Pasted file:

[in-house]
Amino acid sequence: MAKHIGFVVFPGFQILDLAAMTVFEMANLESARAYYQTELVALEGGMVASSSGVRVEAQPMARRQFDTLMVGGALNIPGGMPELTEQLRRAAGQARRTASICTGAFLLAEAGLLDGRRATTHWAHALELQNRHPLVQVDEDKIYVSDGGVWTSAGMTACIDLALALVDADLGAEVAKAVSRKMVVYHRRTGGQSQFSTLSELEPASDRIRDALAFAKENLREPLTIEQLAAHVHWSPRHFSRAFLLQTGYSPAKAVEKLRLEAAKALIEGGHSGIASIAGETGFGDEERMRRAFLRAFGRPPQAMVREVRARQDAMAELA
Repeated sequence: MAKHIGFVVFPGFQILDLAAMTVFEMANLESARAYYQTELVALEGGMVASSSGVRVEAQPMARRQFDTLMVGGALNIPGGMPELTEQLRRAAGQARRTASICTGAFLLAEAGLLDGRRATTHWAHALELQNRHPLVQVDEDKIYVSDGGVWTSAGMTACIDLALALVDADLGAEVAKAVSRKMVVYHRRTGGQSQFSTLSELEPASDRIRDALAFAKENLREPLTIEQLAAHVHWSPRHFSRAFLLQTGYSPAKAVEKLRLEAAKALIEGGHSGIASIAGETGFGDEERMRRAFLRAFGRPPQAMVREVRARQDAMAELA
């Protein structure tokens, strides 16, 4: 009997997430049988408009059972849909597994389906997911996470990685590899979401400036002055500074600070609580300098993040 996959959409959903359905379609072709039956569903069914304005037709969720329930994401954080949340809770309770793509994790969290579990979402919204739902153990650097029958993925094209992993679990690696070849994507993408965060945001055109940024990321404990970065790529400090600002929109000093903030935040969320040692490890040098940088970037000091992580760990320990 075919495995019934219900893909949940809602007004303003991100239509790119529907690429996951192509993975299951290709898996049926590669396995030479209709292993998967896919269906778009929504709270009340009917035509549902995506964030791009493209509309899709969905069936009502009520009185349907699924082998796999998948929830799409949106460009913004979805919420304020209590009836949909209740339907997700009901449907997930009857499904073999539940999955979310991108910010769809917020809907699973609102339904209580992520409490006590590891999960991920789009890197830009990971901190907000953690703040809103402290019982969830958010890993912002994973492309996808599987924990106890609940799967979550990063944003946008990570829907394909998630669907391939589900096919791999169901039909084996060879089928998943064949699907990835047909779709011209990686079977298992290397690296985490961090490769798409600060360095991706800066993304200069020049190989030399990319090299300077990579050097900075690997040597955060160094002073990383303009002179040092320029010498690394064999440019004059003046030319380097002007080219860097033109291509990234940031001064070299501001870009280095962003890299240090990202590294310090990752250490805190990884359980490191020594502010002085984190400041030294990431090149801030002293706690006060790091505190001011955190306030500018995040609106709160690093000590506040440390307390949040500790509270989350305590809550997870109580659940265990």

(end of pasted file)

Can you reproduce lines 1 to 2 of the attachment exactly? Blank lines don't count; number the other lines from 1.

[in-house]
Amino acid sequence: MAKHIGFVVFPGFQILDLAAMTVFEMANLESARAYYQTELVALEGGMVASSSGVRVEAQPMARRQFDTLMVGGALNIPGGMPELTEQLRRAAGQARRTASICTGAFLLAEAGLLDGRRATTHWAHALELQNRHPLVQVDEDKIYVSDGGVWTSAGMTACIDLALALVDADLGAEVAKAVSRKMVVYHRRTGGQSQFSTLSELEPASDRIRDALAFAKENLREPLTIEQLAAHVHWSPRHFSRAFLLQTGYSPAKAVEKLRLEAAKALIEGGHSGIASIAGETGFGDEERMRRAFLRAFGRPPQAMVREVRARQDAMAELA